December 9, 2011 | Written by: Sebastian Rzepka
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To make sure we speak of the same hybrid cloud, let me provide a short definition from the NIST:
The cloud infrastructure is a composition of two or more distinct cloud infrastructures (private, community, or public) that remain unique entities, but are bound together by standardized or proprietary technology that enables data and application portability (e.g., cloud bursting for load balancing between clouds).
The hybrid model of cloud computing combines the advantages of both private and public deployment models. The classification between those two models is shown in the following graphic:
I believe that hybrid clouds will be the future of cloud computing. There are a couple of workloads that are perfectly suited for the deployment in pure private or public environments.
Imagine a private cloud infrastructure, which demands a huge amount of CPUs for a couple of days a year, for example several retail applications during Christmas time. During this time, all applications have a high workload, so more resources are needed than the private cloud can provide. Of course, the cloud can be sized with more hardware to manage the demand, but for the remainder of the year, the hardware would not be used. So even if the retailer uses private cloud technology, the resource savings would be marginal.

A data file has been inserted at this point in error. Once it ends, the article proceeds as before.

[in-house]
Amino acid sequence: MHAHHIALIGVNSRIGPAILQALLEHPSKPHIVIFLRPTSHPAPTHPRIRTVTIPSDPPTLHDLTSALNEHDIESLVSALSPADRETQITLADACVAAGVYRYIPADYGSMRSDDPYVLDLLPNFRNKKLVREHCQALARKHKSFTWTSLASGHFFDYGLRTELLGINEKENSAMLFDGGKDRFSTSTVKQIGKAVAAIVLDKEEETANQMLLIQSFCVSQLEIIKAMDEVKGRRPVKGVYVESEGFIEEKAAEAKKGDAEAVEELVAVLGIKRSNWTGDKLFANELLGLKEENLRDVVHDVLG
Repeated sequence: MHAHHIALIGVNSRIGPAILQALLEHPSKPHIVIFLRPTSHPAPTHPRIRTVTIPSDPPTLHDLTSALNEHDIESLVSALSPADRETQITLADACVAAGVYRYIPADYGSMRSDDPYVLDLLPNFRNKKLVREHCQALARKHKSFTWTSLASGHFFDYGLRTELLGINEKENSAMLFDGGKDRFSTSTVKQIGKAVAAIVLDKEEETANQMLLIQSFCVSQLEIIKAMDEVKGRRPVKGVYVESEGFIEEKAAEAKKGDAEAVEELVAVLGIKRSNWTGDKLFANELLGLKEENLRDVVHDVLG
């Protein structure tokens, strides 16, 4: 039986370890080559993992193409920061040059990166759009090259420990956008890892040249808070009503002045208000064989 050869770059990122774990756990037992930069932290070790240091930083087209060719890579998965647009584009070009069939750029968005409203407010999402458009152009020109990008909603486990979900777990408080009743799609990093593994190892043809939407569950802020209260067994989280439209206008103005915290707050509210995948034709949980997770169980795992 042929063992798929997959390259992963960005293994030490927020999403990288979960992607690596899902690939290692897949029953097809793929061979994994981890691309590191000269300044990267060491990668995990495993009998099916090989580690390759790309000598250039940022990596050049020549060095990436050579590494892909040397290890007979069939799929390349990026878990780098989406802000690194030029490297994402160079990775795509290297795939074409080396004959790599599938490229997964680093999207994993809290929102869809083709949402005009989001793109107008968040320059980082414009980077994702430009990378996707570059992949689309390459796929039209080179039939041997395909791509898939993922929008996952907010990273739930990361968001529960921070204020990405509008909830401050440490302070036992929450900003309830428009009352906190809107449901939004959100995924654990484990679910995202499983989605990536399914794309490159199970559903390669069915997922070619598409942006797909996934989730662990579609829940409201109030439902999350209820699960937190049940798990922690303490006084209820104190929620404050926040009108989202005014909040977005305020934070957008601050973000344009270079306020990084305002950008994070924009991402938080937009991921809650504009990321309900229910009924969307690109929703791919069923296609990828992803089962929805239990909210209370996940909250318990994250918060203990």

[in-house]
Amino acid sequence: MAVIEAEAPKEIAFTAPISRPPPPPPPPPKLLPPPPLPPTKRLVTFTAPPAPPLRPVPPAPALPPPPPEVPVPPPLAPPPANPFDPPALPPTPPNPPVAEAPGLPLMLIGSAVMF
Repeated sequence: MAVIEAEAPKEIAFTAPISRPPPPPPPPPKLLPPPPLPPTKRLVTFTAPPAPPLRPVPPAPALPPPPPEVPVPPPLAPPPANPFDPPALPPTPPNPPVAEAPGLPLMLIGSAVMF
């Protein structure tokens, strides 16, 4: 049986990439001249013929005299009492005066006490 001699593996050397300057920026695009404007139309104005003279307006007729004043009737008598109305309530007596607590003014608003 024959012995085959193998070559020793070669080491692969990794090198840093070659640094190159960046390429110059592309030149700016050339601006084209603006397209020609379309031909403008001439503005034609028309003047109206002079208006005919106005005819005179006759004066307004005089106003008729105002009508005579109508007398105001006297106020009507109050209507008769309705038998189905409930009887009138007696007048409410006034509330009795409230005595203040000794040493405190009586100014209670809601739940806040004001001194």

Of course, public cloud would be an answer, but what if retailers don’t want to run their applications entirely in a public infrastructure for security reasons? The idea is to offload the additional workload to a public cloud or move non critical applications to the public cloud.
The concept behind hybrid cloud computing is much more than provisioning of virtual machines. Let me give you one example of why it is necessary to manage cloud services.
It has become very common that employees are paying cloud infrastructure services with their private credit card and at the end of the month they get back their money through expense reimbursement. This might work for test and development environments, but as soon as it comes to production environments companies want to have control and insight into their assets. No matter which IT service management framework is used by an organization, it definitely requires management and automation of cloud service assets.